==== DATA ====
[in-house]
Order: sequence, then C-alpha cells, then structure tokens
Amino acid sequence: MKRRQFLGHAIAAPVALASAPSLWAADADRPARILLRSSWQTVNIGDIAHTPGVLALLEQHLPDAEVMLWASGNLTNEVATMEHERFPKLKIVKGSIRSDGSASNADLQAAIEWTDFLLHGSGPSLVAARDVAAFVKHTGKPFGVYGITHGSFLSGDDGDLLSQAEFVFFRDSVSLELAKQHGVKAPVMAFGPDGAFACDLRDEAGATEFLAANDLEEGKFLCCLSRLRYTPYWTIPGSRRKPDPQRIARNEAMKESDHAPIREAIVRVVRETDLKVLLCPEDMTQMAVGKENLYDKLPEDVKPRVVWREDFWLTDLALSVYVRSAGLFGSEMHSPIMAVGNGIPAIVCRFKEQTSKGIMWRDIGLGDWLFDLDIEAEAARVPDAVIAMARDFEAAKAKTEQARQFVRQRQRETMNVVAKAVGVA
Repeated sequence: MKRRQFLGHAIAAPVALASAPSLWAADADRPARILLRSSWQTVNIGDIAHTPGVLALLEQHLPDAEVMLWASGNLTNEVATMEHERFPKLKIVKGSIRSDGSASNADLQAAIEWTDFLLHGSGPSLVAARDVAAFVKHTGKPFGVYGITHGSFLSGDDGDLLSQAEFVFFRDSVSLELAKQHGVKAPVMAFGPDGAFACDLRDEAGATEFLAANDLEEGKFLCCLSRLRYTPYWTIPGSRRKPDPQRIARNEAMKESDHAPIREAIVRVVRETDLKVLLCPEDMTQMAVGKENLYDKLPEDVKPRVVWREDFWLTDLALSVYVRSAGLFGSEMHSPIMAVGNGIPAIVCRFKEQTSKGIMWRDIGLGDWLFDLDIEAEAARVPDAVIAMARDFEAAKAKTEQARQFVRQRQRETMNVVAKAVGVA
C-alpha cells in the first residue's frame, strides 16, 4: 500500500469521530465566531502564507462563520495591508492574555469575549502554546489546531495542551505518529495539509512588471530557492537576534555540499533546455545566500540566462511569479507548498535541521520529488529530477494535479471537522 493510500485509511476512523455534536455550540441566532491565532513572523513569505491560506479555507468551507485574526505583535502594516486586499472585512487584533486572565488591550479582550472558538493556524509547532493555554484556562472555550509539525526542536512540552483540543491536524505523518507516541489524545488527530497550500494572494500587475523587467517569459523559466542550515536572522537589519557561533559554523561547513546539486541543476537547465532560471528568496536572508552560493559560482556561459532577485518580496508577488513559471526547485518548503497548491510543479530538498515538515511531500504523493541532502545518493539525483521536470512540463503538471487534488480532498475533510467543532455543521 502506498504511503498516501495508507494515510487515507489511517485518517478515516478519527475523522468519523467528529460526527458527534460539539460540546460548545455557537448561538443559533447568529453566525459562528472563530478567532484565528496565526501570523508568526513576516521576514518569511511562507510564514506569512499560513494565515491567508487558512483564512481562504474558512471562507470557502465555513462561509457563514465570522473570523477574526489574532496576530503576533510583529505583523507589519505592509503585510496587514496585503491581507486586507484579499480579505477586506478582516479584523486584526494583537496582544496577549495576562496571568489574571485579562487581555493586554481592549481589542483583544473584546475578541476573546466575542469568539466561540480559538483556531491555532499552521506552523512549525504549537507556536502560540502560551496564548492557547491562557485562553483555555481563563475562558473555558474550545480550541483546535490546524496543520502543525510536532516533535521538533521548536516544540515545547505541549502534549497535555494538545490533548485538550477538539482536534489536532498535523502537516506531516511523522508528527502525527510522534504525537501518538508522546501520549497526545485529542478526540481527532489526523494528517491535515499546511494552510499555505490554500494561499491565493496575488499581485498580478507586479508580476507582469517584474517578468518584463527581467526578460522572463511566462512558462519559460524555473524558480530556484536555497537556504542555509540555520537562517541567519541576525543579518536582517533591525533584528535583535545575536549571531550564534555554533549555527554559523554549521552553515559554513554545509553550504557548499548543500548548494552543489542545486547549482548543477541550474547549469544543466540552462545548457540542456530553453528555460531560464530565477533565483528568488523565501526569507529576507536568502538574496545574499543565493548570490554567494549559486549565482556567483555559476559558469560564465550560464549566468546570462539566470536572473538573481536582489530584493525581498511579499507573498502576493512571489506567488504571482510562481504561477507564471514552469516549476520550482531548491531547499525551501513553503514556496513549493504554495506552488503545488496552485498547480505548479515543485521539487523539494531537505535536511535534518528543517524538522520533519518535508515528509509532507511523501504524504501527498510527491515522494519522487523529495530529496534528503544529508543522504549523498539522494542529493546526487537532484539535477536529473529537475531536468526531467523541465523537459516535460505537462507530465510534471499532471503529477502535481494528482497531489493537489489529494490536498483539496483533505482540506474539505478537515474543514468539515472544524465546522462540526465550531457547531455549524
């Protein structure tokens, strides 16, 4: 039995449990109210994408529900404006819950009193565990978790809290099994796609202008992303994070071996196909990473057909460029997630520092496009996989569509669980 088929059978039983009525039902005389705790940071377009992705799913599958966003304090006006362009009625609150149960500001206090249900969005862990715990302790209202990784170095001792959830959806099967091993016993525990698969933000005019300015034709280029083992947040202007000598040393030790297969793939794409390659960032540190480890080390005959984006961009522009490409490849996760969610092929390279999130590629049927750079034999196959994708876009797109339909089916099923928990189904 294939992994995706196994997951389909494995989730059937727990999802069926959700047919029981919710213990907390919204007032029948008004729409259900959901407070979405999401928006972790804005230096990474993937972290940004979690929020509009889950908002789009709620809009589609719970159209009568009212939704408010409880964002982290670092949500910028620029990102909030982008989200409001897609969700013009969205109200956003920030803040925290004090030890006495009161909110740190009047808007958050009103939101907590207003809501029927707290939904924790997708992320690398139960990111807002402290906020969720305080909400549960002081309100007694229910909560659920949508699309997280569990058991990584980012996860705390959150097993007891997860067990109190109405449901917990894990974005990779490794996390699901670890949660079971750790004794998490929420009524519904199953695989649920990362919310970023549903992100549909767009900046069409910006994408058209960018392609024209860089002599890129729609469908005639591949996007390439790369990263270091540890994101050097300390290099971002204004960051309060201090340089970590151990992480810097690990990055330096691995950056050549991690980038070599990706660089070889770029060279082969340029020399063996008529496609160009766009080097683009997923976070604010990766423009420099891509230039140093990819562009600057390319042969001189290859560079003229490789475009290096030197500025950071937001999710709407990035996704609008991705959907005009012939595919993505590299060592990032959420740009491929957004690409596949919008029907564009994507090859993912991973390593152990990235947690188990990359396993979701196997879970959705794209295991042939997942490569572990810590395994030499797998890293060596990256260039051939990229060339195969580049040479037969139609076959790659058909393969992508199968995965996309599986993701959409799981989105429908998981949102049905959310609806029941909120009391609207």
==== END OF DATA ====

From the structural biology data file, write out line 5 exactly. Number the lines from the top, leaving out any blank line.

C-alpha cells in the first residue's frame, strides 16, 4: 500500500469521530465566531502564507462563520495591508492574555469575549502554546489546531495542551505518529495539509512588471530557492537576534555540499533546455545566500540566462511569479507548498535541521520529488529530477494535479471537522 493510500485509511476512523455534536455550540441566532491565532513572523513569505491560506479555507468551507485574526505583535502594516486586499472585512487584533486572565488591550479582550472558538493556524509547532493555554484556562472555550509539525526542536512540552483540543491536524505523518507516541489524545488527530497550500494572494500587475523587467517569459523559466542550515536572522537589519557561533559554523561547513546539486541543476537547465532560471528568496536572508552560493559560482556561459532577485518580496508577488513559471526547485518548503497548491510543479530538498515538515511531500504523493541532502545518493539525483521536470512540463503538471487534488480532498475533510467543532455543521 502506498504511503498516501495508507494515510487515507489511517485518517478515516478519527475523522468519523467528529460526527458527534460539539460540546460548545455557537448561538443559533447568529453566525459562528472563530478567532484565528496565526501570523508568526513576516521576514518569511511562507510564514506569512499560513494565515491567508487558512483564512481562504474558512471562507470557502465555513462561509457563514465570522473570523477574526489574532496576530503576533510583529505583523507589519505592509503585510496587514496585503491581507486586507484579499480579505477586506478582516479584523486584526494583537496582544496577549495576562496571568489574571485579562487581555493586554481592549481589542483583544473584546475578541476573546466575542469568539466561540480559538483556531491555532499552521506552523512549525504549537507556536502560540502560551496564548492557547491562557485562553483555555481563563475562558473555558474550545480550541483546535490546524496543520502543525510536532516533535521538533521548536516544540515545547505541549502534549497535555494538545490533548485538550477538539482536534489536532498535523502537516506531516511523522508528527502525527510522534504525537501518538508522546501520549497526545485529542478526540481527532489526523494528517491535515499546511494552510499555505490554500494561499491565493496575488499581485498580478507586479508580476507582469517584474517578468518584463527581467526578460522572463511566462512558462519559460524555473524558480530556484536555497537556504542555509540555520537562517541567519541576525543579518536582517533591525533584528535583535545575536549571531550564534555554533549555527554559523554549521552553515559554513554545509553550504557548499548543500548548494552543489542545486547549482548543477541550474547549469544543466540552462545548457540542456530553453528555460531560464530565477533565483528568488523565501526569507529576507536568502538574496545574499543565493548570490554567494549559486549565482556567483555559476559558469560564465550560464549566468546570462539566470536572473538573481536582489530584493525581498511579499507573498502576493512571489506567488504571482510562481504561477507564471514552469516549476520550482531548491531547499525551501513553503514556496513549493504554495506552488503545488496552485498547480505548479515543485521539487523539494531537505535536511535534518528543517524538522520533519518535508515528509509532507511523501504524504501527498510527491515522494519522487523529495530529496534528503544529508543522504549523498539522494542529493546526487537532484539535477536529473529537475531536468526531467523541465523537459516535460505537462507530465510534471499532471503529477502535481494528482497531489493537489489529494490536498483539496483533505482540506474539505478537515474543514468539515472544524465546522462540526465550531457547531455549524